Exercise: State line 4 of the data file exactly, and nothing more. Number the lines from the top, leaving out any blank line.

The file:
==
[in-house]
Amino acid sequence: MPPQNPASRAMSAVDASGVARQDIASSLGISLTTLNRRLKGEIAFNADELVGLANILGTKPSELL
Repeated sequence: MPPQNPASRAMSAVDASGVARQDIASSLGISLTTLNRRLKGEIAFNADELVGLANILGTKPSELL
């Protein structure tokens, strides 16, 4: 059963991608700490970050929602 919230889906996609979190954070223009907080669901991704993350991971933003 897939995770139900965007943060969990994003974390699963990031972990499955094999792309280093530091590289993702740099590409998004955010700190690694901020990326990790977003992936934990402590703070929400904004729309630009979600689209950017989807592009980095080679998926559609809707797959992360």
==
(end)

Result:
């Protein structure tokens, strides 16, 4: 059963991608700490970050929602 919230889906996609979190954070223009907080669901991704993350991971933003 897939995770139900965007943060969990994003974390699963990031972990499955094999792309280093530091590289993702740099590409998004955010700190690694901020990326990790977003992936934990402590703070929400904004729309630009979600689209950017989807592009980095080679998926559609809707797959992360």